Roaring Fork Transportation Authority (RFTA)

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The Roaring Fork Transportation Authority’s fall schedule begins today, Tuesday September 8th.

Elise Thatcher

Public transportation in the Roaring Fork Valley could include light rail once again. The Roaring Fork Transportation Authority is reconsidering the service. RFTA is putting long term goals into something called an Integrated Transportation Plan.

Elise Thatcher

More workers at the Roaring Fork Transportation Authority may be joining a union. Sixteen operations supervisors with RFTA say they’re interested in either starting their own chapter, or joining one created this spring by full time bus drivers. About half of supervisors also spend some working hours behind the wheel.


Elise Thatcher

Residents in the Roaring Fork Valley pedaled their support for Colorado’s bike to work day yesterday. Aspen Public Radio’s Elise Thatcher stopped by a RFTA booth with fortification for riders.

  The Roaring Fork Transportation Authority will decide in September whether to approve an updated approach for preserving its rail corridor. RFTA’s Board of Directors had planned on voting on the matter this summer, but instead they’ll delay and spend more time addressing questions and concerns.

Elise Thatcher

A new bus drivers’ union in the area is stretching its wings. Full time drivers with the Roaring Fork Transportation Authority voted in February to start a local chapter of a national transit worker union. Ed Cortez is the President and business agent for the Aspen Local 774 of the Amalgamated Transit Union He sat down with Aspen Public Radio’s Elise Thatcher to talk about where the union is now.

Good afternoon, it’s Mountain Edition.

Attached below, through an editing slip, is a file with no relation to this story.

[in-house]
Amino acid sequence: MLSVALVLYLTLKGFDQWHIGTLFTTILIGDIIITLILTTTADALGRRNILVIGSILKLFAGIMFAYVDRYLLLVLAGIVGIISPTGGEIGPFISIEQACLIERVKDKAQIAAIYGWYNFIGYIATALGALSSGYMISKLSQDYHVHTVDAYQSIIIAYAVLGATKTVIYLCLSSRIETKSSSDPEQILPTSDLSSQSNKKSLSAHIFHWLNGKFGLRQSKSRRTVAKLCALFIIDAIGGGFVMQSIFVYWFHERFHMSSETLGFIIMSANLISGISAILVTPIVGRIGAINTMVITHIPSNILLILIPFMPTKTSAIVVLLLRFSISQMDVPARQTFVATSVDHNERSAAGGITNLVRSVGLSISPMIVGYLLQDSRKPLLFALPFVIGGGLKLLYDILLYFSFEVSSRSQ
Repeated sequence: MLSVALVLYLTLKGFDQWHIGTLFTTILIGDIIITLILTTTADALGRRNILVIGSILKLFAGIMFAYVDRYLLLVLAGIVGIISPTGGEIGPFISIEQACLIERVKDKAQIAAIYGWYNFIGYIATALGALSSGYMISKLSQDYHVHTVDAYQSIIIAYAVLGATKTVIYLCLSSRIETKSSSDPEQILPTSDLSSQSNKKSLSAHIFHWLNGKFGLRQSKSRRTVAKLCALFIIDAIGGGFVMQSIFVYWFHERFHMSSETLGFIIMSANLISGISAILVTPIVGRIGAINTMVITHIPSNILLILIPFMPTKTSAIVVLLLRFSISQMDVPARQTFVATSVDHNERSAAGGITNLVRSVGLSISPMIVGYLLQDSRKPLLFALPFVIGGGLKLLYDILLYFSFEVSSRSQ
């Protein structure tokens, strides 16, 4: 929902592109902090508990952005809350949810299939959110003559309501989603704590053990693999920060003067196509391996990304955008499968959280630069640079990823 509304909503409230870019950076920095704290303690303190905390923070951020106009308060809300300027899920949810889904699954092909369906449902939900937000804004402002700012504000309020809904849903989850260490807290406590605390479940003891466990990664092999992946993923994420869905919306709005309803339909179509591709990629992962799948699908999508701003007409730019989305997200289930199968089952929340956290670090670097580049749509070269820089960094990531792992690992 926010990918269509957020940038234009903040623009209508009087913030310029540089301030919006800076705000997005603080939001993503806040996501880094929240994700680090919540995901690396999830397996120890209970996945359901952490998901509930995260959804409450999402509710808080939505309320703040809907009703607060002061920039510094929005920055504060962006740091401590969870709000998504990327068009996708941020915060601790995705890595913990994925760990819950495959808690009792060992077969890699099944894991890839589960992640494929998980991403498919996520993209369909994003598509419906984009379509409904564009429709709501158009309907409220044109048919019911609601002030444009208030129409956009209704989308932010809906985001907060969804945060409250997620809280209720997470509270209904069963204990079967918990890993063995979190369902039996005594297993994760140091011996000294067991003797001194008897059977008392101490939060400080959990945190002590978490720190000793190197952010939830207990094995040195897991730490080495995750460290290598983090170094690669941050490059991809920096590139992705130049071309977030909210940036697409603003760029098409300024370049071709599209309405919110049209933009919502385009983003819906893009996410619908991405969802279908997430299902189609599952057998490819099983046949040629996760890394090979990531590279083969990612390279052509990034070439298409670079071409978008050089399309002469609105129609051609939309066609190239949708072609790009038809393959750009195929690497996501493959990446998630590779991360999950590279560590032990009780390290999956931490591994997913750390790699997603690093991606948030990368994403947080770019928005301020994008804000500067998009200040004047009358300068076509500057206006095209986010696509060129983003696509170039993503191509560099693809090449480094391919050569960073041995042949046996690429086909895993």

RFTA gets millions for more parking, service, and facilities.

A Basalt woman is sentenced for causing a fatal accident last August.

Aspen Skiing Company and pro skier Alice McKennis look back on the season.

There’s a new book about Glenwood Springs history.

A nonprofit aims to restore part of the Crystal River in Carbondale.

And we find out about the country’s biggest conservation effort ever and a bird here in Colorado.

That’s ahead on Mountain Edition.

Welcome to Valley Roundup, a review of the top news stories in the valley in the past week.

RFTA bus drivers voted to unionize this week. It looks like better wages are on the horizon.

What can be done, if anything, about the valley’s dwindling workforce, low wages and high cost of living?

Meanwhile, over-use of the national forest is once again at the forefront of conversation. Expect to see more rangers patroling the Hanging Lake trail in Glenwood Canyon.

President Obama has recommended that police officers around the country wear body cameras. Is that necessary here?

And elected officials on the lower end of the valley are wondering whether they should continue to protect the Rio Grande trail for a future rail line.

Joining this week are Curtis Wackerle, Managing Editor of the Aspen Daily News, Randy Essex, Editor of the Glenwood Post Independent and Brent Gardner-Smith, executive director of Aspen Journalism and Michael Miracle, editor of Aspen Sojourner magazine.


There's few unions in the Roaring Fork Valley-- and now, there's another.Full-time bus drivers with the Roaring Fork Transportation Authority have voted to unionize. Ballots were counted in Denver on Wednesday by the Colorado Department of Labor and Employment. The final count didn’t begin until the mail arrived late at Colorado’s labor agency after 3pm. Heavy snow had delayed the delivery. Driver Ed Cortez was waiting breathlessly, with a representative of the Amalgamated Transit Union.

Roaring Fork Transit Authority

Full time bus drivers with the Roaring Fork Transportation Authority have voted to unionize. Ballots were counted in Denver today by the Colorado Department of Labor and Employment. The agency has confirmed the results. 65 drivers voted for unionization, with 22 against.